EDITORIAL

A little help from Big Julie and his gutsy Gang of Eight

Peter C. Newman August 2 1982
EDITORIAL

A little help from Big Julie and his gutsy Gang of Eight

Peter C. Newman August 2 1982

A little help from Big Julie and his gutsy Gang of Eight

EDITORIAL

Peter C. Newman

Canada’s economic development has always flowed from two very different strains: the buccaneering impulses of explorers, fur traders, industrialists, prospectors or oil wildcatters and the public sector advocates, including politicians and civil servants.

In the early days of canal building, highway construction and such epic projects as the building of the CPR and the construction of the St. Lawrence Seaway and the TransCanada pipeline, the two sectors functioned in harmony and for mutual benefit. During two world wars and many lesser emergencies, the twin strains of public and private enterprise joined common cause to protect their joint patrimony.

This style of partnership is rooted deep within the Canadian psyche. Thomas d’Aquino, president of the Business Council on National Issues (which speaks for 130 chief executive officers of Canadian corporations with $440 billion in assets), has recently pointed out that Canada’s historical tolerance of government enterprise is based on “our formidable geography, our recurrent fear of United States domination” and the cultural factors manifested in our collective attitude toward society, contrasting sharply with the competitive individualism of American life.

The reason why this theory has suddenly become relevant is that a squad of some of Canada’s most powerful industrialists has sprung to the defence of the Trudeau government’s sixand five-per-cent wage guidelines. Calling itself the Private Sector 6/5 Committee, the group is headed by Ian Sinclair, chairman of CP Enterprises, and includes Harrison McCain, the potato king, Cedric Ritchie, chairman of the Bank of Nova Scotia, Bill Hamilton of the B.C. Employers’ Association, Jack Barrow, former chairman of Simpsons-Sears, Sam Hughes, head of the Canadian Chamber of Commerce, Ed Newall, CEO of Du Pont of Canada, Mitzi Dobrin, a Steinberg director, and Sébastian Allard, president of Conseil du patronat du Québec.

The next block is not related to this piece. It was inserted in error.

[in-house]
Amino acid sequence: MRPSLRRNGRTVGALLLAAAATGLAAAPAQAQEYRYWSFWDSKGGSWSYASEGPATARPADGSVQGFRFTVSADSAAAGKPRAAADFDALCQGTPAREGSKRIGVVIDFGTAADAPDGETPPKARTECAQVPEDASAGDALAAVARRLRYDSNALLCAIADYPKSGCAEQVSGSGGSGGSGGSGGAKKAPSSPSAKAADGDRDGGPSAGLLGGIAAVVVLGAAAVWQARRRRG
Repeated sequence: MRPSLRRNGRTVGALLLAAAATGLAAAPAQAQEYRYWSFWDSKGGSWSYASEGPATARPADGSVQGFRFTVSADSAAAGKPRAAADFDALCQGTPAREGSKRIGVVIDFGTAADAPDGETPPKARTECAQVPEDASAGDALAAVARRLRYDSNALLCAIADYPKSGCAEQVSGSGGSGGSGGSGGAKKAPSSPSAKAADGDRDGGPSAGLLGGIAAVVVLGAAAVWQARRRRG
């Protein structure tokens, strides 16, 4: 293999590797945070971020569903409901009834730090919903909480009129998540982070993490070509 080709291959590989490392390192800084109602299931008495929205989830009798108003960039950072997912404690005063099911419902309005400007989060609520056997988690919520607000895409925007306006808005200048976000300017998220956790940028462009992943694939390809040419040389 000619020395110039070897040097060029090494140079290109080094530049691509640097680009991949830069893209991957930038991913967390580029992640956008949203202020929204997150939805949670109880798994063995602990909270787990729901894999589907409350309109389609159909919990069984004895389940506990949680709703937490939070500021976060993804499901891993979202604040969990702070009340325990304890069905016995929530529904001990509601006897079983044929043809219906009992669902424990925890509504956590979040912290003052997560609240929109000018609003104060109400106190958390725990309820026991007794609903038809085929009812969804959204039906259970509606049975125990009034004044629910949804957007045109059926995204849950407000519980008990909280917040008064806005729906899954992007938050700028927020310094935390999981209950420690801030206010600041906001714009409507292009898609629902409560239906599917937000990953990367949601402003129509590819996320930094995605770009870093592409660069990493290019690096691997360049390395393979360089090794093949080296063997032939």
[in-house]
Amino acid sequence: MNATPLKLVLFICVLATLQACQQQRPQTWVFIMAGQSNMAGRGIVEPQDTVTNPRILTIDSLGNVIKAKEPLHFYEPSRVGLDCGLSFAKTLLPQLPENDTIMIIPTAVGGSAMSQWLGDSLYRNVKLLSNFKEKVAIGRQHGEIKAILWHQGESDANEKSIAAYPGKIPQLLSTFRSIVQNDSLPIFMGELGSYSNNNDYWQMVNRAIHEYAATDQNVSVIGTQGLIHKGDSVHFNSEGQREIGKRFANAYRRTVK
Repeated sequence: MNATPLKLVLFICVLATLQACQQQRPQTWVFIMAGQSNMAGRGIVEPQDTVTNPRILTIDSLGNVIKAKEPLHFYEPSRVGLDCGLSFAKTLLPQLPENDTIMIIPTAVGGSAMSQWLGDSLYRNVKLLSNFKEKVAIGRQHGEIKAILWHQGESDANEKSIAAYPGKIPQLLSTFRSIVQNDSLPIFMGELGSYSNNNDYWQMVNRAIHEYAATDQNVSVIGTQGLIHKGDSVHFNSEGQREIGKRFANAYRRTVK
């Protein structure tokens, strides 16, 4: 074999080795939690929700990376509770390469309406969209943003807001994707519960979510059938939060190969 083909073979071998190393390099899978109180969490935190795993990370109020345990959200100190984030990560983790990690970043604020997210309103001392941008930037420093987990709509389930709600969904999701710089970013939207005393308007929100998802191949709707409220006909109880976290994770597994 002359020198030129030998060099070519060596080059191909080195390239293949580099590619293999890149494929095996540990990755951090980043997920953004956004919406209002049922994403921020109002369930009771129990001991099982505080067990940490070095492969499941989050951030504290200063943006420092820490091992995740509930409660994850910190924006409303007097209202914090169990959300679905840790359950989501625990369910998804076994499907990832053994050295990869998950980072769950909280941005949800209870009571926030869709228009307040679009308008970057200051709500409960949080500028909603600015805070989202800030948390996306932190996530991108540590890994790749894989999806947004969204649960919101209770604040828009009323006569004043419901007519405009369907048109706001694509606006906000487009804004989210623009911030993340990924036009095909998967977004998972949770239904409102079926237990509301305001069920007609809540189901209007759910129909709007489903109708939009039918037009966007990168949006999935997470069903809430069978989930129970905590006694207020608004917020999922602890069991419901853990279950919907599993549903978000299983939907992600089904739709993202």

They are determined to swing their fellow entrepreneurs behind the notion that despite the strong antipathy toward Trudeau, the Liberal government has set a worthy example with its wage guidelines. Not only that, but the 6/5 Committee has taken upon itself the task of persuading the business community to apply the same set of rules to prices and profits. “It would be a hell of a thing if we didn’t give it a real effort,” says Sinclair, the burly CP chief who is known as Big Julie and who has spent the past 40 years fighting government intervention. “Besides, if we don’t succeed, the guidelines will become compulsory.”

The committee will not reverse the current recession, nor will it effect much of a dint in the inflation spiral. But the very fact that such a powerful coalition is willing to stand up in support of a restraint policy we all need is a good start.

Big Julie’s Gang of Eight deserves all the help it can get.